Cars were backing up impatiently as my desculpes (sorries) confused the staff even more.
They looked at me, at the Happy Meal, at the Unhappy Meal man’s car passing on the main road and presumably their minds also drifted onto the terrible sound of gunfire that would inevitably follow.
At least there were no drinks to mix up – for some obscure reason Maccie Dees are only allowed to sell food and not drinks because of the pandemic.
The window reopened, my McBaggie was full, my order – and general order – were restored.
We sheepishly slinked off down the road to get some diet cokes from a garage and occupied the air and water bay munching our lunch and listening out for gunshots.
It was a warm sunny day in the Algarve.
We reached 23oC in Vale Das Estreles at the weekend and you’ll be pleased to hear the solar batteries are so full we even lavished our precious energy on three machine washes in one day.
Oh yes, we lived it up, we used that electricity…we even took hot showers and had enough spare water to run through the radiators for a bit to take the chill off the house.
Now we are really living.
It was a warm sunny day in the Algarve, but it was a little depressing.
We haven’t really been to big towns much, what being country folk and that, and it was quite a stark contrast seeing so many places shut and so few people around.
Portugal is still very much on the red list having had a nasty spike in COVID-19 cases (after very flexible restrictions at Christmas) and recently had both the world’s highest number of deaths and new cases per million of population.
There are only 10 million people in Portugal, so the absolute figures are relatively low, but that’s not the point.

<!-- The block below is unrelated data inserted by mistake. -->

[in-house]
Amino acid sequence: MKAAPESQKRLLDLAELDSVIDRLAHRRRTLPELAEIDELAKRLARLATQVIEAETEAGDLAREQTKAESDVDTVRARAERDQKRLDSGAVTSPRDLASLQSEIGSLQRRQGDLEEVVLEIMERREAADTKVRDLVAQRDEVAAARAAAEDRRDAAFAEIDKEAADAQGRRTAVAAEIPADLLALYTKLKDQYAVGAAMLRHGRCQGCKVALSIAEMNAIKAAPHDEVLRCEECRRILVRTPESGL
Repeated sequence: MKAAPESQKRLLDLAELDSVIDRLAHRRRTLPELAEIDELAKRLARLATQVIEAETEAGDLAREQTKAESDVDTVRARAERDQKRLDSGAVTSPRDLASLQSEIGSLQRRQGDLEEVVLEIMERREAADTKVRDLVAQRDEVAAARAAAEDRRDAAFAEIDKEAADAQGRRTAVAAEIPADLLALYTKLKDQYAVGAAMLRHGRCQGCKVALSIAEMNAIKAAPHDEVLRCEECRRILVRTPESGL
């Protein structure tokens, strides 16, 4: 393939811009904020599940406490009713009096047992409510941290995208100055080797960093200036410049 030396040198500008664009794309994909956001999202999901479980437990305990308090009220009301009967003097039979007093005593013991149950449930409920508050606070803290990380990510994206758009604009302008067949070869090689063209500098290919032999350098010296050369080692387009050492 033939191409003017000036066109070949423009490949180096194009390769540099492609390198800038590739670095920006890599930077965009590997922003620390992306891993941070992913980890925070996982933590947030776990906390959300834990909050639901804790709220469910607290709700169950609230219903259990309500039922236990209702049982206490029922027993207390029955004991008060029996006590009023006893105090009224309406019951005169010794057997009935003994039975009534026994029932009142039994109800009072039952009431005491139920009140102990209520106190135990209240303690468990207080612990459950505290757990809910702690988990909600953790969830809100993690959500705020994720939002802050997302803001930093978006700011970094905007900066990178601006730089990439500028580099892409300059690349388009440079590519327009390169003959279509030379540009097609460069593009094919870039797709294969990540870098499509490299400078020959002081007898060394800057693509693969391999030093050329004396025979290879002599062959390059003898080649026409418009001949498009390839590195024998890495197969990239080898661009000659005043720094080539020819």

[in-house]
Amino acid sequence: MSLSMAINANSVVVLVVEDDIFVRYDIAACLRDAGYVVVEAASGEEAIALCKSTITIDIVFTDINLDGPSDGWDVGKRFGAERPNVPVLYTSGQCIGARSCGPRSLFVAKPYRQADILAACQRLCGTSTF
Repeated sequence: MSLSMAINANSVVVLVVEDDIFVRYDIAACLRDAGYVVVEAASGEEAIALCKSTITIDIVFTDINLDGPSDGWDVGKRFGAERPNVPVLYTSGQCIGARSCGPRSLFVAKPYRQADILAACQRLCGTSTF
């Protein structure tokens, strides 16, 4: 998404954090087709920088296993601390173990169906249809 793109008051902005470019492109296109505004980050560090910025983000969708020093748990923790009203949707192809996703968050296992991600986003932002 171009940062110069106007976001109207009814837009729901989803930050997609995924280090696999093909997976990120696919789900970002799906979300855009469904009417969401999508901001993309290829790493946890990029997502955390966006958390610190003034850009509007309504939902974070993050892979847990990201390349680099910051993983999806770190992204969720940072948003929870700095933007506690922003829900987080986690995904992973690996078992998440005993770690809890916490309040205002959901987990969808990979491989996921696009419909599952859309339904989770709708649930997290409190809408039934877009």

There’s been a weekend curfew from 1pm, dine-in restaurants and non-essential shops and schools have been closed and people have been urged to stay at home.
It’s had an impact – the figures are heading the right direction thanks to the lockdown – but we’re still currently the worst affected in Europe, and it’s been especially tough for a lot of people in the cities.
But in Alentejo we’ve had less than 900 deaths since the pandemic began – and although remote and rural, our province does cover a third of the country.
We can go for walks in the fields and on the beach and haven’t been so badly affected – I even completely forgot about the curfew one day – but friends in the Algarve who came here from the UK for a couple of weeks in December can’t get out…there are no flights…not even any planned for March yet!
My surprise at the different life those city-folk lead was the final indication of my complete bumpkinisation.
On the way home I peed by the car at the side of the road.
And finally, in other news…if you’re a regular follower of the blog and care about these things…
- Thanks to the wonderful Debi, the control unit for the boiler (our last hope for hot water…if it’s the right one) was bid for and bought on German eBay. It’s been delivered to the local café, so Friday’s the big day…let’s see if six weeks of effort and waiting, and lots of euros makes any difference at all
- the lake is now really full…loads of water!
- And did I mention that the solar batteries are full?